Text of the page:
The many applications of graphene, an atomically-thin sheet of carbon atoms with extraordinary conductivity and mechanical properties, include the manufacture of sensors. These transform environmental parameters into electrical signals that can be processed and measured with a computer. Due to their two-dimensional structure, graphene-based sensors are extremely sensitive and promise good performance at low manufacturing cost.

To achieve this, graphene needs to make efficient electrical contacts when integrated with a conventional electronic circuit. Such proper contacts are crucial in any sensor and significantly affect its performance. Graphene, however, is sensitive to humidity and to the water molecules in the surrounding air that are adsorbed onto its surface. Water molecules change the electrical resistance of graphene, which introduces a false signal into the sensor.

When graphene binds to the metal of electronic circuits, the contact resistance (the part of a material’s total resistance due to imperfect contact at the interface) is not affected by moisture. Graphene was used together with gold metallization and silica substrates in transmission line model test structures, as well as computer simulations.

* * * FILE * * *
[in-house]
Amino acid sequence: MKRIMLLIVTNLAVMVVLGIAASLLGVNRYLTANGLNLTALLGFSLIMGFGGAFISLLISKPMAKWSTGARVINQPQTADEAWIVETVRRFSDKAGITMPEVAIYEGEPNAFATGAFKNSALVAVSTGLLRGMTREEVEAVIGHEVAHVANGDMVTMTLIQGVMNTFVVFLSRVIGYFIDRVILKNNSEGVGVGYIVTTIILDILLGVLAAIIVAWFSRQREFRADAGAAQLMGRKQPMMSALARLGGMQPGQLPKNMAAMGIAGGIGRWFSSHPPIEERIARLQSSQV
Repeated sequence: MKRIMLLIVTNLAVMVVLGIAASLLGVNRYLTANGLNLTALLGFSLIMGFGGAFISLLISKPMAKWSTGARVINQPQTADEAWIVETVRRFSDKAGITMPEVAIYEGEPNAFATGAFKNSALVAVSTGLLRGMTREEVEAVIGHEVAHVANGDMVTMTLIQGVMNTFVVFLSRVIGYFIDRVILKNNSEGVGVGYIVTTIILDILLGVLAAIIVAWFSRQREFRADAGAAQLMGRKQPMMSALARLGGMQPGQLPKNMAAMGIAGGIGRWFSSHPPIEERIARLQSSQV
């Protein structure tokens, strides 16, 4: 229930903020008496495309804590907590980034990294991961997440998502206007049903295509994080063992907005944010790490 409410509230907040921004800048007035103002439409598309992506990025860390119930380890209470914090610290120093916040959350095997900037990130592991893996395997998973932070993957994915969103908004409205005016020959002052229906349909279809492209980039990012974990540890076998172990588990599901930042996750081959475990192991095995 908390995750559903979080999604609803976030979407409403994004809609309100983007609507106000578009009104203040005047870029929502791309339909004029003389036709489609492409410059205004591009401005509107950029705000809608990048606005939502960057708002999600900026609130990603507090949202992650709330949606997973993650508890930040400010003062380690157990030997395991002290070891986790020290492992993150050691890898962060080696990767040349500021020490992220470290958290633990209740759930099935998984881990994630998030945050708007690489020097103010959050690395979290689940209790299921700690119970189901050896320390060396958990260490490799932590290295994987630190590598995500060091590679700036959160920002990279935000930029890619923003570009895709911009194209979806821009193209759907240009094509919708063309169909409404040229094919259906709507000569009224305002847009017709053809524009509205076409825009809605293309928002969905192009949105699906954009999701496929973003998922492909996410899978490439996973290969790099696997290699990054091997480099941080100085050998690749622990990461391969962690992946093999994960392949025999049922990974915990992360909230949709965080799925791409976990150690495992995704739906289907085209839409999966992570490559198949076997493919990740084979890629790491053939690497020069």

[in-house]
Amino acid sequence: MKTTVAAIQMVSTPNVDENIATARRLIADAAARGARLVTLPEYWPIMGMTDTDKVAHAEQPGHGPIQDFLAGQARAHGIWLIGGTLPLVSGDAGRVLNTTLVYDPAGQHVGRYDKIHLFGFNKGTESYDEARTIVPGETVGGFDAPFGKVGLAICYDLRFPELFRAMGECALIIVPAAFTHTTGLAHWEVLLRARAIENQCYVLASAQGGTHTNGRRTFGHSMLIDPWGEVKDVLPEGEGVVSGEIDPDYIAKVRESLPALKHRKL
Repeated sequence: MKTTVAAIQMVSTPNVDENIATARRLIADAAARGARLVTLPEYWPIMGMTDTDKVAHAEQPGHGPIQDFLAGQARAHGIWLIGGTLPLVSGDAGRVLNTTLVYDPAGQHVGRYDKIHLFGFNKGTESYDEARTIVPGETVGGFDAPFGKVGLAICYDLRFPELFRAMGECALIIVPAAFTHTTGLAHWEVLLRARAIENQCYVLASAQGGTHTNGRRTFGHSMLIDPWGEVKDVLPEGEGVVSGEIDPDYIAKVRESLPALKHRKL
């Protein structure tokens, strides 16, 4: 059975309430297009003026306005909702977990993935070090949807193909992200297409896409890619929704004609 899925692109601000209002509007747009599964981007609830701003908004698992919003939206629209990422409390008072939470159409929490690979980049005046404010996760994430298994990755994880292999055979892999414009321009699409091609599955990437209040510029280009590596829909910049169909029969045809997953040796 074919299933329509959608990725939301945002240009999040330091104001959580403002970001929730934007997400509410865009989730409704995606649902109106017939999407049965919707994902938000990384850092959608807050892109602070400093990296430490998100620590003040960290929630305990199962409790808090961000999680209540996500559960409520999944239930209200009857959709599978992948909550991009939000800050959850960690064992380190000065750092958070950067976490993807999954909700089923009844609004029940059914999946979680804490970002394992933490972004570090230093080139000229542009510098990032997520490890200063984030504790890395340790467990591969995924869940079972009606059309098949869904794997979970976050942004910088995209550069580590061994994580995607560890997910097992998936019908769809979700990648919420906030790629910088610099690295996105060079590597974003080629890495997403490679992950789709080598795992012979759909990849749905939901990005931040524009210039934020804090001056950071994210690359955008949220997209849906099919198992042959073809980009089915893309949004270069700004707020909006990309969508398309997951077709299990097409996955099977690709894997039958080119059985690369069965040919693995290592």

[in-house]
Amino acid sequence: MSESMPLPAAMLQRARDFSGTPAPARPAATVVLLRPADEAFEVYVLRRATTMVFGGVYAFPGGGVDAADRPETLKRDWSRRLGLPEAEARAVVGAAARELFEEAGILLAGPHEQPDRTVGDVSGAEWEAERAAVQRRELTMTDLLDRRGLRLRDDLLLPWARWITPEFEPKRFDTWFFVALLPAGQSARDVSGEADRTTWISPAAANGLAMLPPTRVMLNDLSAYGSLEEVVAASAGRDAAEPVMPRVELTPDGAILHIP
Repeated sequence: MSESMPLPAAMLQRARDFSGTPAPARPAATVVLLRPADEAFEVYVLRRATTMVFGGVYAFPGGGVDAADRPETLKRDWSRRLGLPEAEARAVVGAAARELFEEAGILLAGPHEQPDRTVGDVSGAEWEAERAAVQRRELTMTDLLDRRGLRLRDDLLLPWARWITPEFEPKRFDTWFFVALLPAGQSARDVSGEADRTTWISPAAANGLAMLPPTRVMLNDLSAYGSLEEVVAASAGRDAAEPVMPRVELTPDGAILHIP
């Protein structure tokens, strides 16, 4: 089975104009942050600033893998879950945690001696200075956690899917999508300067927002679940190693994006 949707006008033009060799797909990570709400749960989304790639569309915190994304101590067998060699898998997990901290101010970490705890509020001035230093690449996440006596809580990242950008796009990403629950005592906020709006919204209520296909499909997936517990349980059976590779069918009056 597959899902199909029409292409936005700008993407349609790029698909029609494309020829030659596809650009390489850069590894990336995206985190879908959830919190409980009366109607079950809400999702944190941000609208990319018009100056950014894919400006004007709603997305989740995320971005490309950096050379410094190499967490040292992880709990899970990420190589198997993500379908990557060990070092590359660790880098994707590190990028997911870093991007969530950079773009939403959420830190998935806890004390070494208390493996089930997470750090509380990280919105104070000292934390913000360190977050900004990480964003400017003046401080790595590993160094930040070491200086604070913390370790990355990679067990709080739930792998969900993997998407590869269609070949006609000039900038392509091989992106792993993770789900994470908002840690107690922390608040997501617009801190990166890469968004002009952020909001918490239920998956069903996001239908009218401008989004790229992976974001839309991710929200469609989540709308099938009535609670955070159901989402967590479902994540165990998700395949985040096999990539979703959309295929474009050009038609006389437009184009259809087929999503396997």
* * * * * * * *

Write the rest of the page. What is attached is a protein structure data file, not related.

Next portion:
By combining graphene with conventional electronics, one can take advantage of both the unique properties of graphene and the low cost of conventional integrated circuits. One way to combine the two technologies is to place the graphene on top of finished electronics, rather than depositing the metal on top of the graphene sheet.

This new approach can be applied to create the first prototypes of graphene-based sensors to measure carbon dioxide by means of optical detection of mid-infrared light at lower costs than with other technologies.

For more information, contact David Callahan at This email address is being protected from spambots. You need JavaScript enabled to view it.; +46 8 790 69 76.